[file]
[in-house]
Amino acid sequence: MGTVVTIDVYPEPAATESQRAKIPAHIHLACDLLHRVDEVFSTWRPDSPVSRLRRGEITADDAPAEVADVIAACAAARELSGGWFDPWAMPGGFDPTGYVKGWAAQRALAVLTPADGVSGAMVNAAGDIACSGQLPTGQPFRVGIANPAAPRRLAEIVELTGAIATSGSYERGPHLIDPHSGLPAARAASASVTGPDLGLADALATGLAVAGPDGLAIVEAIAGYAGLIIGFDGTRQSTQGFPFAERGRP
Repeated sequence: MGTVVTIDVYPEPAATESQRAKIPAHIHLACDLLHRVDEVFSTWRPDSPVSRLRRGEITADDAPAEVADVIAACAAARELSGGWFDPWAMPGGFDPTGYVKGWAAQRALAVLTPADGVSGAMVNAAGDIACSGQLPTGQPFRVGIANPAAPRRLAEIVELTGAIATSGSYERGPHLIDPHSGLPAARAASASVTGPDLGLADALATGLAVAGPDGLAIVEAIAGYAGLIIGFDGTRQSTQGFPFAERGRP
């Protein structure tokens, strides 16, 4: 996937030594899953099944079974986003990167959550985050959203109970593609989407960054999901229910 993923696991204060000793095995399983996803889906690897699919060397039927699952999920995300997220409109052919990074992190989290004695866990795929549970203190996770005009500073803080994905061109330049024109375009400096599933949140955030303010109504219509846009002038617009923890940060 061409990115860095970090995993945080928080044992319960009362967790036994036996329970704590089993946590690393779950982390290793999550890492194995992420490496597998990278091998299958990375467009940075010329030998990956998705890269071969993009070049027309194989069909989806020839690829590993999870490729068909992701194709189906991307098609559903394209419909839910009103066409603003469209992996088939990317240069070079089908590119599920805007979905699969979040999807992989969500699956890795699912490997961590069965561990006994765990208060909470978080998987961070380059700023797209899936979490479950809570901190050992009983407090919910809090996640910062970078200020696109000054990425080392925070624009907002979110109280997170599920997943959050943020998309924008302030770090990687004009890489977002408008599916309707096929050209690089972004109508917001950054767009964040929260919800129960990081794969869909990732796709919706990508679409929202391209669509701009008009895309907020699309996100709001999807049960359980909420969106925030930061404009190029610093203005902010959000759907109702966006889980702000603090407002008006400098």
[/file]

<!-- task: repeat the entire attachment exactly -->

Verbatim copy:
[in-house]
Amino acid sequence: MGTVVTIDVYPEPAATESQRAKIPAHIHLACDLLHRVDEVFSTWRPDSPVSRLRRGEITADDAPAEVADVIAACAAARELSGGWFDPWAMPGGFDPTGYVKGWAAQRALAVLTPADGVSGAMVNAAGDIACSGQLPTGQPFRVGIANPAAPRRLAEIVELTGAIATSGSYERGPHLIDPHSGLPAARAASASVTGPDLGLADALATGLAVAGPDGLAIVEAIAGYAGLIIGFDGTRQSTQGFPFAERGRP
Repeated sequence: MGTVVTIDVYPEPAATESQRAKIPAHIHLACDLLHRVDEVFSTWRPDSPVSRLRRGEITADDAPAEVADVIAACAAARELSGGWFDPWAMPGGFDPTGYVKGWAAQRALAVLTPADGVSGAMVNAAGDIACSGQLPTGQPFRVGIANPAAPRRLAEIVELTGAIATSGSYERGPHLIDPHSGLPAARAASASVTGPDLGLADALATGLAVAGPDGLAIVEAIAGYAGLIIGFDGTRQSTQGFPFAERGRP
């Protein structure tokens, strides 16, 4: 996937030594899953099944079974986003990167959550985050959203109970593609989407960054999901229910 993923696991204060000793095995399983996803889906690897699919060397039927699952999920995300997220409109052919990074992190989290004695866990795929549970203190996770005009500073803080994905061109330049024109375009400096599933949140955030303010109504219509846009002038617009923890940060 061409990115860095970090995993945080928080044992319960009362967790036994036996329970704590089993946590690393779950982390290793999550890492194995992420490496597998990278091998299958990375467009940075010329030998990956998705890269071969993009070049027309194989069909989806020839690829590993999870490729068909992701194709189906991307098609559903394209419909839910009103066409603003469209992996088939990317240069070079089908590119599920805007979905699969979040999807992989969500699956890795699912490997961590069965561990006994765990208060909470978080998987961070380059700023797209899936979490479950809570901190050992009983407090919910809090996640910062970078200020696109000054990425080392925070624009907002979110109280997170599920997943959050943020998309924008302030770090990687004009890489977002408008599916309707096929050209690089972004109508917001950054767009964040929260919800129960990081794969869909990732796709919706990508679409929202391209669509701009008009895309907020699309996100709001999807049960359980909420969106925030930061404009190029610093203005902010959000759907109702966006889980702000603090407002008006400098």